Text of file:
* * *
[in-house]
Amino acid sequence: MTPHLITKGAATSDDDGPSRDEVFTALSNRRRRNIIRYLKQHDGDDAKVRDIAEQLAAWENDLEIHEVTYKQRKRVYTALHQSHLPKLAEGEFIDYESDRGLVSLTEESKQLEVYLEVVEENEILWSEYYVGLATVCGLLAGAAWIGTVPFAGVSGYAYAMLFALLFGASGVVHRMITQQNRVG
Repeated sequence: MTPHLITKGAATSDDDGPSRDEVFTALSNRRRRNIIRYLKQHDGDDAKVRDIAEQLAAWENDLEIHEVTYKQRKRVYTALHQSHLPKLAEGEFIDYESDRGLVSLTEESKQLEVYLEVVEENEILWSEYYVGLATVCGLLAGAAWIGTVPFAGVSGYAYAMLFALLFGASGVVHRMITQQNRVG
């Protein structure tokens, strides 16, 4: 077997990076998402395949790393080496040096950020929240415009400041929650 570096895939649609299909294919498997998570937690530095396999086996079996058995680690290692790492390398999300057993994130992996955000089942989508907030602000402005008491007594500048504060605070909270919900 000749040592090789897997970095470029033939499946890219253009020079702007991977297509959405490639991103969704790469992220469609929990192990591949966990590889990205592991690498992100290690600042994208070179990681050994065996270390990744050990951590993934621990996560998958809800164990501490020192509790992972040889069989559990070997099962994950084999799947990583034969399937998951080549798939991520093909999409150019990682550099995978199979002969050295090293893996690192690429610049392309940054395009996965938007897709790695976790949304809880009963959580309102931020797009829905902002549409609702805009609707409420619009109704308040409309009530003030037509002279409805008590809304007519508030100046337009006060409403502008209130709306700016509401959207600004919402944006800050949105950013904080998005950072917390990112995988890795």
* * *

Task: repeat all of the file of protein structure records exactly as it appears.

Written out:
[in-house]
Amino acid sequence: MTPHLITKGAATSDDDGPSRDEVFTALSNRRRRNIIRYLKQHDGDDAKVRDIAEQLAAWENDLEIHEVTYKQRKRVYTALHQSHLPKLAEGEFIDYESDRGLVSLTEESKQLEVYLEVVEENEILWSEYYVGLATVCGLLAGAAWIGTVPFAGVSGYAYAMLFALLFGASGVVHRMITQQNRVG
Repeated sequence: MTPHLITKGAATSDDDGPSRDEVFTALSNRRRRNIIRYLKQHDGDDAKVRDIAEQLAAWENDLEIHEVTYKQRKRVYTALHQSHLPKLAEGEFIDYESDRGLVSLTEESKQLEVYLEVVEENEILWSEYYVGLATVCGLLAGAAWIGTVPFAGVSGYAYAMLFALLFGASGVVHRMITQQNRVG
């Protein structure tokens, strides 16, 4: 077997990076998402395949790393080496040096950020929240415009400041929650 570096895939649609299909294919498997998570937690530095396999086996079996058995680690290692790492390398999300057993994130992996955000089942989508907030602000402005008491007594500048504060605070909270919900 000749040592090789897997970095470029033939499946890219253009020079702007991977297509959405490639991103969704790469992220469609929990192990591949966990590889990205592991690498992100290690600042994208070179990681050994065996270390990744050990951590993934621990996560998958809800164990501490020192509790992972040889069989559990070997099962994950084999799947990583034969399937998951080549798939991520093909999409150019990682550099995978199979002969050295090293893996690192690429610049392309940054395009996965938007897709790695976790949304809880009963959580309102931020797009829905902002549409609702805009609707409420619009109704308040409309009530003030037509002279409805008590809304007519508030100046337009006060409403502008209130709306700016509401959207600004919402944006800050949105950013904080998005950072917390990112995988890795």